NCX-Mediated Subcellular Ca2+ Dynamics Underlying Early Afterdepolarizations in LQT2 Cardiomyocytes

Citations of this article
Mendeley users who have this article in their library.

This artice is free to access.


Long QT syndrome type 2 (LQT2) is a congenital disease characterized by loss of function mutations in hERG potassium channels (IKr). LQT2 is associated with fatal ventricular arrhythmias promoted by triggered activity in the form of early afterdepolarizations (EADs). We previously demonstrated that intracellular Ca2+ handling is remodeled in LQT2 myocytes. Remodeling leads to aberrant late RyR-mediated Ca2+ releases that drive forward-mode Na+-Ca2+ exchanger (NCX) current and slow repolarization to promote reopening of L-type calcium channels and EADs. Forward-mode NCX was found to be enhanced despite the fact that these late releases do not significantly alter the whole-cell cytosolic calcium concentration during a vulnerable period of phase 2 of the action potential corresponding to the onset of EADs. Here, we use a multiscale ventricular myocyte model to explain this finding. We show that because the local NCX current is a saturating nonlinear function of the local submembrane calcium concentration, a larger number of smaller-amplitude discrete Ca2+ release events can produce a large increase in whole-cell forward-mode NCX current without increasing significantly the whole-cell cytosolic calcium concentration. Furthermore, we develop novel insights, to our knowledge, into how alterations of stochastic RyR activity at the single-channel level cause late aberrant Ca2+ release events. Experimental measurements in transgenic LTQ2 rabbits confirm the critical arrhythmogenic role of NCX and identify this current as a potential target for antiarrhythmic therapies in LQT2.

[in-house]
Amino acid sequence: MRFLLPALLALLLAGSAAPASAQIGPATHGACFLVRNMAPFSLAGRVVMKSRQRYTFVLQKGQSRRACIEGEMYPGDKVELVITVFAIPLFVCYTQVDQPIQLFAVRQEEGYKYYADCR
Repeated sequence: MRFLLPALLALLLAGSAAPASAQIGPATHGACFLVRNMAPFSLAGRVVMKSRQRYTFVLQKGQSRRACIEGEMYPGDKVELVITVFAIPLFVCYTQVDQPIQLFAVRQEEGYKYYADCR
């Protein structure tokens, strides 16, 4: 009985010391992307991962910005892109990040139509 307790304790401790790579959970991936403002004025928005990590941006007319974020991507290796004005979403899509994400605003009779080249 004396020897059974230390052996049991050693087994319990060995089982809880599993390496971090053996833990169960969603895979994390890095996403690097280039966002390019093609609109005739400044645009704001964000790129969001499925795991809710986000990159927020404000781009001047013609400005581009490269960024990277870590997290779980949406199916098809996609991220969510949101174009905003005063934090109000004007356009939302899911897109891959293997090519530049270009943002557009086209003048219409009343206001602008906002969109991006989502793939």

Zhong, M., Rees, C. M., Terentyev, D., Choi, B. R., Koren, G., & Karma, A. (2018). NCX-Mediated Subcellular Ca2+ Dynamics Underlying Early Afterdepolarizations in LQT2 Cardiomyocytes. Biophysical Journal, 115(6), 1019–1032.

Register to see more suggestions

Mendeley helps you to discover research relevant for your work.

Already have an account?

Save time finding and organizing research with Mendeley

Sign up for free